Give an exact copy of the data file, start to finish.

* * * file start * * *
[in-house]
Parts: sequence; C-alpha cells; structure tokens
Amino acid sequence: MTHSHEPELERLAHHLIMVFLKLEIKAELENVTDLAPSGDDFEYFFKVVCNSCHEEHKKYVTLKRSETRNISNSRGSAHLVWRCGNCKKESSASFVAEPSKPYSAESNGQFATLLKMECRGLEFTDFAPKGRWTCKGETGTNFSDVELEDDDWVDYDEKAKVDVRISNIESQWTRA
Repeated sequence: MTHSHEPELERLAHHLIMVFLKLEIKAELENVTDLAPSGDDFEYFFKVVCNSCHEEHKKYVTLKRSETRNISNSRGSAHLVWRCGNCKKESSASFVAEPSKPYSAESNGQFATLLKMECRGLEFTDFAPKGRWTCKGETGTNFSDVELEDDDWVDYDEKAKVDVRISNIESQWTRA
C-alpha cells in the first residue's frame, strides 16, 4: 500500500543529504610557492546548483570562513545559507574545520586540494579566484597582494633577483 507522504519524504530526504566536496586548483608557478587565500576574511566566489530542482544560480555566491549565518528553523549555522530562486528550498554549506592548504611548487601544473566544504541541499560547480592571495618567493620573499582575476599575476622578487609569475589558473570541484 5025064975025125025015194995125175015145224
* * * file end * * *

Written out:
[in-house]
Parts: sequence; C-alpha cells; structure tokens
Amino acid sequence: MTHSHEPELERLAHHLIMVFLKLEIKAELENVTDLAPSGDDFEYFFKVVCNSCHEEHKKYVTLKRSETRNISNSRGSAHLVWRCGNCKKESSASFVAEPSKPYSAESNGQFATLLKMECRGLEFTDFAPKGRWTCKGETGTNFSDVELEDDDWVDYDEKAKVDVRISNIESQWTRA
Repeated sequence: MTHSHEPELERLAHHLIMVFLKLEIKAELENVTDLAPSGDDFEYFFKVVCNSCHEEHKKYVTLKRSETRNISNSRGSAHLVWRCGNCKKESSASFVAEPSKPYSAESNGQFATLLKMECRGLEFTDFAPKGRWTCKGETGTNFSDVELEDDDWVDYDEKAKVDVRISNIESQWTRA
C-alpha cells in the first residue's frame, strides 16, 4: 500500500543529504610557492546548483570562513545559507574545520586540494579566484597582494633577483 507522504519524504530526504566536496586548483608557478587565500576574511566566489530542482544560480555566491549565518528553523549555522530562486528550498554549506592548504611548487601544473566544504541541499560547480592571495618567493620573499582575476599575476622578487609569475589558473570541484 5025064975025125025015194995125175015145224